Five Days at Memorial: Life and Death in a Storm-Ravaged Hospital, by Sheri Fink, Atlantic, RRP£14.99 / Crown, RRP$27, 576 pages
September 11 2001 is remembered as a time when Americans faced a harrowing attack in their streets with grit and resolve. Four years later, televised reports from another calamity offered up a very different America: a superpower unable to cope with a ferocious storm on its southern shores.
Hurricane Katrina left behind death and destruction and a lingering stench of acrimony among policy makers over a lack of preparedness. Rescue and relief in Louisiana, which suffered the most deaths of any state in the colossal natural disaster, was neither bold nor efficient. Its showcase city of New Orleans – known as the Big Easy for its amiable ways – was a crucible of bad planning in late August 2005. And one hospital, rendered nearly helpless as levees around the city crumbled, stood as a sobering vision of the consequences.
As floodwaters rushed in, Memorial Medical Center turned into a theatre of heartbreak for the doctors and nurses marooned with about 240 patients. Five Days at Memorial is the story of what happened until the last living patient was evacuated on September 1. When mortuary workers arrived days later, they found 45 bodies, more than at any hospital in Katrina’s path.
This is a riveting account of medical decisions made in the worst of times and the unhappy trail of allegations, prosecutions and recriminations that followed. It also reads as a demand, years on, for personal accountability from a few doctors and nurses who, with syringes and sedatives in hand, apparently helped some sick, but arguably not dying, patients draw their last breaths.
Sheri Fink, a medical doctor and journalist who won a Pulitzer Prize in 2010 for her reporting on the deaths at Memorial, has culled public records, plumbed legal files and interviewed some of the doctors, nurses and families caught up in the storm to pose important questions of care and responsibility. She draws on rare experience: she has worked in and studied disaster zones. Fink based a previous book on the tales of doctors in Bosnia who worked, in the 1990s, under siege in Srebrenica.
In this narrative, infused with historical insight, she presents good people making decisions that become grist for murder allegations. Fink begins as a sympathetic chronicler. Individual doctors and nurses are introduced as compassionate, selfless, everyday heroes. But as floodwaters engulf the hospital’s lower floors, as electricity fades, as gunshots are heard in the distance, as sick babies and frail grandmothers wail without running water, cool air or much-needed oxygen, decisions must be made.
Fink’s account of what follows makes for uneasy reading. Doctors at Memorial set moral priorities – babies first – as the first rescue helicopter appears. As hours pass, they decide, without consulting families, that evacuations for patients with standing do-not-resuscitate orders will be deferred. A small group of doctors privately decides help isn’t coming soon enough. Powerful doses of morphine and sedative are injected to patients deemed weak or unlikely to survive rescue. In less than a week, their ordeal is over.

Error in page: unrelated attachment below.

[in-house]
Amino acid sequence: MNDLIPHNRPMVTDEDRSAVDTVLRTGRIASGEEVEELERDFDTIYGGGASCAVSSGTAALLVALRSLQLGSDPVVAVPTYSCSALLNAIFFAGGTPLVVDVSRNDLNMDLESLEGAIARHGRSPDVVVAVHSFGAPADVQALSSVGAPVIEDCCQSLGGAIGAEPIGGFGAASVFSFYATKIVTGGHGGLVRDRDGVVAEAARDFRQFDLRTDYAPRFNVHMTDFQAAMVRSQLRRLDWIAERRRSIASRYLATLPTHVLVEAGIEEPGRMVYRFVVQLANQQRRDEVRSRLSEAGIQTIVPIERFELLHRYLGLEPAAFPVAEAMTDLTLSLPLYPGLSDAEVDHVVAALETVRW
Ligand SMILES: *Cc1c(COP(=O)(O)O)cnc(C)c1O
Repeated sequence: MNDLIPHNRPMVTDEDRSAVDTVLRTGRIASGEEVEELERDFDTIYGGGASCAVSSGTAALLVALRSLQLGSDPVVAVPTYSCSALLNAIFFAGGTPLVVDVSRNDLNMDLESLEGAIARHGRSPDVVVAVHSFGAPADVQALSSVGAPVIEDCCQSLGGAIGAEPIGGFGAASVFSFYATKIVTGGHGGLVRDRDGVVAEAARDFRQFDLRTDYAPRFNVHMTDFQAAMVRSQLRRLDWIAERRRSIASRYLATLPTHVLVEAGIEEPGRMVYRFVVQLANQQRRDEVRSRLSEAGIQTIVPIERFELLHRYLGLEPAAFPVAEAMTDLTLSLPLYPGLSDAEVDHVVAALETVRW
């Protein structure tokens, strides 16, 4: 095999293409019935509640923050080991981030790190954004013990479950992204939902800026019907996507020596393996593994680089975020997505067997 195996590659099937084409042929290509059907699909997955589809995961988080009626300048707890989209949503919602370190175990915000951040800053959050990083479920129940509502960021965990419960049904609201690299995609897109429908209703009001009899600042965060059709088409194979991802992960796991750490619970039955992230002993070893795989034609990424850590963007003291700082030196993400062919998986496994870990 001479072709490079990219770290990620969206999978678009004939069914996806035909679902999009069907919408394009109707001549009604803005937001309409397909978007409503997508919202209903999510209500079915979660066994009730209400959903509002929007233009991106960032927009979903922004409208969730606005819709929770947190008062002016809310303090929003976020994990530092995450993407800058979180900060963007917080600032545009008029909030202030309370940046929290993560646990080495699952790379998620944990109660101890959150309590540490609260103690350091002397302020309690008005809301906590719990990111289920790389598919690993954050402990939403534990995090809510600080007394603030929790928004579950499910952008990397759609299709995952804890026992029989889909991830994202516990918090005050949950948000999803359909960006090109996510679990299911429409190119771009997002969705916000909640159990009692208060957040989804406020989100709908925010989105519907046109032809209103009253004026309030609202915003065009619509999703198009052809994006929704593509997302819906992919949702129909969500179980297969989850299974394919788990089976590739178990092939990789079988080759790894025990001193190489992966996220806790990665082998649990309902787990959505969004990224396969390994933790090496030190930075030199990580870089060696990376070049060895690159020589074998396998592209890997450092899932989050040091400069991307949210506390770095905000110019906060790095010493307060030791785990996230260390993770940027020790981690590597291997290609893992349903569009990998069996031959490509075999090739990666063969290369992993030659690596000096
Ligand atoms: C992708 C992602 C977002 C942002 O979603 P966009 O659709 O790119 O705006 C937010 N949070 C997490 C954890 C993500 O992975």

The medical staff would later describe themselves as pursuing the best care under terrible circumstances. Their decisions would rattle New Orleans, outrage some families who believe their loved ones were in line to be rescued, and stir the medical profession to support them and then to advocate for laws to protect health workers from being sued for work during disasters.
Fink offers a complex narrative with many threads, including a deeply relevant exploration of end-of-life standards and guidelines. She considers moral and philosophical debates in other countries and explains the stakes in New Orleans. Some families did not fully comprehend the power that the physicians could wield in dire straits – or how do-not-resuscitate orders could or would be interpreted in an evacuation.
The Louisiana attorney-general would eventually arrest one doctor and two nurses on murder allegations related to four patient deaths. None went to trial. A grand jury was called in New Orleans to investigate. Behind closed doors, 10 women and men heard facts, considered the circumstances, and declined to issue indictments.
Fink’s instinct in this vast account is to look past those legal perimeters and continue to press some basic questions of fairness. What were the standards in determining who should be moved out first? Could some patients have survived if moved, and why not try? Couldn’t the doctors and nurses have coped or waited a few more days – at least through a full week? What happened in the minds of the medical professionals in five days that made them move towards death rather than life?
Five Days at Memorial can only prompt reflection on how we cope with disasters. Government planners should have done better; corporate owners could have prepared more. But individuals, too, have great powers, Fink points out, in resisting compromise in moments of crisis. Individual medical choices and triage choices sometimes “are less a question of science than they are of values”.
Christine Spolar is the FT’s investigations editor